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Touchstones Rochdale set to undertake its most ambitious exhibition

PUBLISHED: 00:00 30 January 2019

A Special Pleader, a sentimental Victorian work by Charles Burton Barber

A Special Pleader, a sentimental Victorian work by Charles Burton Barber

not Archant

A Lancashire gallery is about to attempt what some consider impossible – show every work of art in its possession.

Mons Graupius by British abstract artist Gillian AyresMons Graupius by British abstract artist Gillian Ayres

Across the country, there are thousands of art works stored in local galleries that rarely see the light of day. Rochdale is about to challenge that.

In one of the most ambitious projects staged by any public gallery, Touchstones Rochdale plans to hang and install all of the borough’s 1,600 artworks from a collection spanning two centuries.

It is the idea of international video artist, Harry Meadley, whose response to the huge logistical challenge posed by the project forms the title for the exhibition – ‘But what if we tried?’ It opens at the gallery on March 2 and runs until June 1.

The works on show include pieces by internationally-renowned artists acquired by Rochdale, others more recently purchased and a number that have been long forgotten.

Crawling Woman, Benares, India, by Jeremy CritchlowCrawling Woman, Benares, India, by Jeremy Critchlow

A large number will be part of a ‘salon hang’ involving as many works as possible occupying the walls.

Others will be seen in their crates because of their condition, while some might have to be digitized.

Staff at the gallery have probed deeper into their collection than ever before revealing a series of anomalies and a mystery or two.

One of them involves a portrait of Oliver Cromwell, destroyed by the order of the gallery committee in January 1934. There are another three forgotten pieces thought to be out on ‘permanent’ loan since June 1959. It has also revealed the degradation of some works, due to the instability of materials of the age.

Harry’s provocative and playful proposal to gallery staff has created layers of logistical issues and raised poignant questions. Mark Doyle, gallery curator, said: ‘The nature of collecting art in the public’s name and the decades, if not centuries-worth of artworks already in the possession of local authorities, galleries and museums throughout the UK, is a subject of perpetual debate.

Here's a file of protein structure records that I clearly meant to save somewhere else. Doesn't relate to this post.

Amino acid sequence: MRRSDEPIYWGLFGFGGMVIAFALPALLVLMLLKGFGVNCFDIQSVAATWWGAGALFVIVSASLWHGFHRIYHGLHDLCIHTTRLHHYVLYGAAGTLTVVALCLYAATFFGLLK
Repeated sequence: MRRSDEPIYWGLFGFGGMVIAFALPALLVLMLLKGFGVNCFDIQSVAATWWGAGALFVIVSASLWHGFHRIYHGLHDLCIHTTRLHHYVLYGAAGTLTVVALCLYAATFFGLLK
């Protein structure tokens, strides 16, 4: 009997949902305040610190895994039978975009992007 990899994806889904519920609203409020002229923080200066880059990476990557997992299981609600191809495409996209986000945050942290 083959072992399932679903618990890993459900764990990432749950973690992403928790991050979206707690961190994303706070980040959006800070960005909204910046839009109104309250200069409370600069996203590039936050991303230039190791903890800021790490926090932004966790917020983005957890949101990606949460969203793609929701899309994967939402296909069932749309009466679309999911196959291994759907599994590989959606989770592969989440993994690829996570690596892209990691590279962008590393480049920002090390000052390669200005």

‘By asking us to remove everything from storage, Harry has kick-started a process that perhaps all public collections should be asked to go through. Rochdale owns many works considered priceless, whether they are by big-name artists or exemplify a particular artistic or cultural movement, with others now considered less valuable by a variety of measures. But, could that change as time brings new periods of evaluation? Whether we succeed in displaying every single artwork in Rochdale’s collection remains to be seen, yet the process and the resultant discussions here and, hopefully, elsewhere means we’re grateful to Harry for the challenge.’

Harry added: ‘I am very conscious that what I have asked of the team at Touchstones is a very big ask, and one I am extremely humbled they have been willing to accept. The fact that they have allowed me to film the process I hope signifies the real care and determination they have shown to both displaying and discussing the collection. It is the experience, expertise, and incredible effort of the small team at Touchstones that has made this impossible exhibition as ambitious as it can possibly be. It has been eye-opening and heart-warming to witness.’

Harry Meadley: But what if we tried? is part of Touchstone Rochdale’s Contemporary Forward programme. The gallery, in The Esplanade, is open Tuesday-Saturday, 10am-5pm. Admission is free.

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